News / Economy

Ethiopia May Delay Joining WTO in 2015; Cites Competition

A general view of the Friendship City Center shopping mall in Ethiopia's capital, Addis Ababa, May 26, 2014.
A general view of the Friendship City Center shopping mall in Ethiopia's capital, Addis Ababa, May 26, 2014.
Reuters
Ethiopia may delay plans to join the World Trade Organization in 2015 if the country is required to liberalize its tightly regulated telecoms and banking industries sooner than it would like, the trade minister said.
 
Kebede Chane told lawmakers late on Tuesday that member countries had raised dozens of questions with Prime Minister Hailemariam Desalegn's government, focusing on the time frame for opening up the service sector to international competition.
 
Ethiopia's fast-growing market of 90 million people has lured foreign investors from Sweden, China and Turkey to its manufacturing sector. But laws deny outside firms access to areas viewed domestically as cash-cows or politically sensitive.
 
Washington, which wants Ethiopia to allow more competition, said it was committed to renewing its African Growth and Opportunities Act with Addis Ababa, an accord that gives Ethiopia-made textiles preferential access to U.S. markets.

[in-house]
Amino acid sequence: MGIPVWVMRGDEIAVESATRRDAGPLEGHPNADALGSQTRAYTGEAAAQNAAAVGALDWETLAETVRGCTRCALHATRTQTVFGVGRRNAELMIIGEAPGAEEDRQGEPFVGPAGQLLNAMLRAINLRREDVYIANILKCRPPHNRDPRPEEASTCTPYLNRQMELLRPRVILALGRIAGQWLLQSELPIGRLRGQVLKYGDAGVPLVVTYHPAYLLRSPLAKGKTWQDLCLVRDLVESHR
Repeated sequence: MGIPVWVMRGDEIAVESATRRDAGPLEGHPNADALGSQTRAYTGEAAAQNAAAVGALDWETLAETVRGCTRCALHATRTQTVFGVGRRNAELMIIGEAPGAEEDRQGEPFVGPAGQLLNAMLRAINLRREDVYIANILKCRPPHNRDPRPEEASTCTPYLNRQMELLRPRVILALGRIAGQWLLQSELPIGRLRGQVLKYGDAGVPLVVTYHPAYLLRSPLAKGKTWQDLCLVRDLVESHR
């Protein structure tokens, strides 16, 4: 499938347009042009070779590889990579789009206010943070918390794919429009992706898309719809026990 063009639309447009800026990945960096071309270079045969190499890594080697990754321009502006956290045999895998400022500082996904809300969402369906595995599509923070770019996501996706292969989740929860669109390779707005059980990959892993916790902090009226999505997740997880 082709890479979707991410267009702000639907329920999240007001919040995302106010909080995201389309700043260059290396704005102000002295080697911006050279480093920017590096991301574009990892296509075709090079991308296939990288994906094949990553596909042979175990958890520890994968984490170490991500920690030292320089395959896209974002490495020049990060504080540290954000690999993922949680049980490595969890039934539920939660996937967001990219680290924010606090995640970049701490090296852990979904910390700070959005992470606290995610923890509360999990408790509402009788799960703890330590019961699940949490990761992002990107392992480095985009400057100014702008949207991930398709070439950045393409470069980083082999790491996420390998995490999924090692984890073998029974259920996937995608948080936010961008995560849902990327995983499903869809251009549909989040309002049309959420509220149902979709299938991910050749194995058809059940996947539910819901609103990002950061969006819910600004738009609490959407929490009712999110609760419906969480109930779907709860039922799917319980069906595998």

"A lot of issues are being raised regarding the service sector," Kebede said in parliament, referring to the telecoms, banking and power industries. "We are being asked to clarify our timetable for privatizing these sectors."
 
State-interventionist policies

Addis Ababa, with its strong state-interventionist policies, has one of sub-Saharan Africa's fastest growing economies and its fifth biggest.
 
But it has spurned the liberalizing approach of other African markets to shield its infant private sector from foreign competition and to keep profits at home.